Yesterday I had a lot of downtime as I was somehow experiencing a hangover after drinking two beers on Friday night (yes, you read that correctly) and miserably wallowing in the loss of my stolen iphone. Yep, that's right. My iphone (and 2 others) were stolen at a bar on Thursday night and oh, did I mention that ALL of my photos from the past five weeks were on that phone? Yeah, so that happened.
During yesterday's day of mourning I read this fabulous article about Nina Simone from the New Yorker. What a bold and brilliant woman and so ahead of her time. She challenged the mainstream (read: racist) standards of beauty that often incite a self-loathing among blacks, particularly black women. Her lyrics and reflections unapologetically called attention to this (and other) struggles so prevalent for black Americans:
I can’t be white and I’m the kind of colored girl who looks like everything white people despise or have been taught to despise
For many black women, hair continues to be an all-consuming, tangible and unavoidable manifestation of racism. Natural, kinky African hair has been deemed "unprofessional" at best and largely unaccepted by our culture. What does this narrow notion of beauty incite on an individual level? In her book Americanah, Nigerian author Chimamanda Adichie's main character decides to go natural after a relaxer at the salon burns her scalp and causes parts of her hair to fall out. The struggle to find beauty and acceptance in her new look is real and uncomfortable. Which I think is the point.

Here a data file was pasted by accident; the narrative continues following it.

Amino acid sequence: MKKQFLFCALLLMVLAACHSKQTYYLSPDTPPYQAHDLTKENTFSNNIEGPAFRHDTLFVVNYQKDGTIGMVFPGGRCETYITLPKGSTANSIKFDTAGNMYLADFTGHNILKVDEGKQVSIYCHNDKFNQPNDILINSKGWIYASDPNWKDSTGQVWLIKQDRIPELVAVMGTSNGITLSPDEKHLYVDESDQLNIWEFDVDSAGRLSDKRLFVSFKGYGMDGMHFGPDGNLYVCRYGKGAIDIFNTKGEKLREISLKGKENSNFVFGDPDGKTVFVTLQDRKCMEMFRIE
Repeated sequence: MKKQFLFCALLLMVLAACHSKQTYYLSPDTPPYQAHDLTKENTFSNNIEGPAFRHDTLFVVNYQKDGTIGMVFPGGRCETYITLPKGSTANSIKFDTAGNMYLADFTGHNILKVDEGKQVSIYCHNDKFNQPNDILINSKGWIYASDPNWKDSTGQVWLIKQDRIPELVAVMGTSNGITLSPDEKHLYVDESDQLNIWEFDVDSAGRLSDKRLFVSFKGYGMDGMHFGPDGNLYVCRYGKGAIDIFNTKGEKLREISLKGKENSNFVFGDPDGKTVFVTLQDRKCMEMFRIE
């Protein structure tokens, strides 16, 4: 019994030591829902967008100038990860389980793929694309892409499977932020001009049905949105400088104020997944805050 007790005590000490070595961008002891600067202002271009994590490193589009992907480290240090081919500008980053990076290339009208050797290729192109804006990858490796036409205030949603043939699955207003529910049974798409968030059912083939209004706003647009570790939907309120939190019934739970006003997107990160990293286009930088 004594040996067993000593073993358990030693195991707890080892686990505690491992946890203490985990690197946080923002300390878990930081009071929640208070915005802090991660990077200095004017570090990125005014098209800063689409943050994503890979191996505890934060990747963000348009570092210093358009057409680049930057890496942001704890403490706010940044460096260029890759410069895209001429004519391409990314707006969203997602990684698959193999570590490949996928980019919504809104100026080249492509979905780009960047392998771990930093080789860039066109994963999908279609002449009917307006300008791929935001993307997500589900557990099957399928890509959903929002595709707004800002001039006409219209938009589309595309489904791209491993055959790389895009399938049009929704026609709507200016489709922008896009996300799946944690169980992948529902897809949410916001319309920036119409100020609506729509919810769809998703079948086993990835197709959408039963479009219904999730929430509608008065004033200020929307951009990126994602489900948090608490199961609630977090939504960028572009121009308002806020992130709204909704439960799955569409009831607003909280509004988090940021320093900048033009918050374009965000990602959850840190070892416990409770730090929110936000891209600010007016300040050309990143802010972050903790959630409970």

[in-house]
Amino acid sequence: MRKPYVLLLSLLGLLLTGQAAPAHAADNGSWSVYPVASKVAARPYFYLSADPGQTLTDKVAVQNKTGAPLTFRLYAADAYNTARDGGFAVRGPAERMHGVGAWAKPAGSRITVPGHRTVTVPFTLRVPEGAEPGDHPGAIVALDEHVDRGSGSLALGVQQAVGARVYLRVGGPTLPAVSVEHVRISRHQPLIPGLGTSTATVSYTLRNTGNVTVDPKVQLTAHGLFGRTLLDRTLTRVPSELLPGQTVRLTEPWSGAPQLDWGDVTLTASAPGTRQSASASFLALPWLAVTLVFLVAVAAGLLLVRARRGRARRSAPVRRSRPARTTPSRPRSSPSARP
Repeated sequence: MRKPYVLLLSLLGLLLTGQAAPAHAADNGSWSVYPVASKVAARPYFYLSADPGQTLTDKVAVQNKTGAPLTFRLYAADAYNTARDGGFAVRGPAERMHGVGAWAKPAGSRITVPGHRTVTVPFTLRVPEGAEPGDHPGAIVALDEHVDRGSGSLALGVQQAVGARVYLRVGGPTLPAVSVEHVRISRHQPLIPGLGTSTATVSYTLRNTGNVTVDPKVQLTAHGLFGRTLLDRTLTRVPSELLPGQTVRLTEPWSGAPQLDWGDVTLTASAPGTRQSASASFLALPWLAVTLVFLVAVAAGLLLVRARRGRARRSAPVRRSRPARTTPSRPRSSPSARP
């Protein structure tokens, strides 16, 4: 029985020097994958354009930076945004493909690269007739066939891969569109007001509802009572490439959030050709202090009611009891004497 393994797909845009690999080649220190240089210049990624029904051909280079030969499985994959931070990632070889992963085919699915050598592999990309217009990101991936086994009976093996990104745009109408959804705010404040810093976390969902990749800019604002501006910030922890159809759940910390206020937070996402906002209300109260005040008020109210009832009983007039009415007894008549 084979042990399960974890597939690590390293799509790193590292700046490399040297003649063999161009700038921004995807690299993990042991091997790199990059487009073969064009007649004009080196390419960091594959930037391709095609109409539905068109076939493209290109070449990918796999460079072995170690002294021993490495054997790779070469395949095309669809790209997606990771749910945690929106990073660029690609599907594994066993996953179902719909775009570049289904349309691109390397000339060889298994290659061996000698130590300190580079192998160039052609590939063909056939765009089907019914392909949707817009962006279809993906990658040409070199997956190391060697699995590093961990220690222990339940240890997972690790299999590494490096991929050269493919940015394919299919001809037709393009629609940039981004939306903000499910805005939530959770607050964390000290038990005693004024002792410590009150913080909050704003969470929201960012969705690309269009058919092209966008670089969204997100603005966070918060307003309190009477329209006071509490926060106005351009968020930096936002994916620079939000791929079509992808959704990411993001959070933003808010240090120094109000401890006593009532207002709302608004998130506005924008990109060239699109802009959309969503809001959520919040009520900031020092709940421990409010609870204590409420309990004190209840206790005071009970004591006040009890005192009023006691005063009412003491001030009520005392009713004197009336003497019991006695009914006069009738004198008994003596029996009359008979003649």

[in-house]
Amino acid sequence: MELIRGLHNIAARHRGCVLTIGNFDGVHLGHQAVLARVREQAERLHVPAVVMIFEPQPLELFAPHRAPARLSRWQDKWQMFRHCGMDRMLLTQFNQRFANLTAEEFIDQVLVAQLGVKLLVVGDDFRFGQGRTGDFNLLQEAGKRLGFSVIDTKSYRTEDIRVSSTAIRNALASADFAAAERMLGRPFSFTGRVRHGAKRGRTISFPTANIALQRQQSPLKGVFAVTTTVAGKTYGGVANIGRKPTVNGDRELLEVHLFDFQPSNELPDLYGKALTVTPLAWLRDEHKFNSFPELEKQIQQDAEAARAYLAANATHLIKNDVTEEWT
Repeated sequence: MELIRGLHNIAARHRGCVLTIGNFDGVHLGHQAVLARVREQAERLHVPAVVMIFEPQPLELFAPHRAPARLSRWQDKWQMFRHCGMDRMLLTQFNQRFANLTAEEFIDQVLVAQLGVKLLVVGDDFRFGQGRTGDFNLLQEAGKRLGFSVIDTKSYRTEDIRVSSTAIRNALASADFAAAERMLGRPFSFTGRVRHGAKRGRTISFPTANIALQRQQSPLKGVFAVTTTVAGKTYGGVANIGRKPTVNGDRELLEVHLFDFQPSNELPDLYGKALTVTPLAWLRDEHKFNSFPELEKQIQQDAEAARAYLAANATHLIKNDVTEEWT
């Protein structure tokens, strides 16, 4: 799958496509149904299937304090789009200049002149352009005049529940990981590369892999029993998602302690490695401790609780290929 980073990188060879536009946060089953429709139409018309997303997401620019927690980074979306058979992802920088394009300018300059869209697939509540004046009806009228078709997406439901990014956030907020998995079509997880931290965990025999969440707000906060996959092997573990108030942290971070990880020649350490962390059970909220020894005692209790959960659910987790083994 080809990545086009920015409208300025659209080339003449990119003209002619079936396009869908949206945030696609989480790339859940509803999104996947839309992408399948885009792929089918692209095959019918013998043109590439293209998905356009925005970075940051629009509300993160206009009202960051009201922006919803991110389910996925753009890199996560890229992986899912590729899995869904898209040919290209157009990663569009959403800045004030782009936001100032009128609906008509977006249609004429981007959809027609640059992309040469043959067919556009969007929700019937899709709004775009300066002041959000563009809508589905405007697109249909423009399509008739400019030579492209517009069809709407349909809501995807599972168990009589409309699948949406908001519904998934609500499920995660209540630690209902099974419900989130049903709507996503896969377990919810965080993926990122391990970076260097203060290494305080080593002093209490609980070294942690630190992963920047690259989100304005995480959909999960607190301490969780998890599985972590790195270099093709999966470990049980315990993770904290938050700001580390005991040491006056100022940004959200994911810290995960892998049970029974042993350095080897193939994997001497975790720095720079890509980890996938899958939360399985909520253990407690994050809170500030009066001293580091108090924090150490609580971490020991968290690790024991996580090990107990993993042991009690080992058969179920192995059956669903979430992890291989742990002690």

We should be uncomfortable that women around the world are spending millions of dollars on products and weaves and relaxers and worried that wearing their natural, God-given hair on an interview may prevent them from getting the job. We should be uncomfortable that movies like Good Hair are being made and that black girls as young as 6 and 7 are wondering why their hair doesn't qualify as "good." Here's a good quote from the trailer to gnaw on: If your hair is relaxed, white people are relaxed. If your hair is nappy, they're not happy
Here in Rwanda I would say that most women I've seen are rockin' their natural hair. Low 'fros, twists and braids abound.
And to bring it all back home, here is the diva Ms. Simone rockin it in 1969 at the Harlem Culture Festival: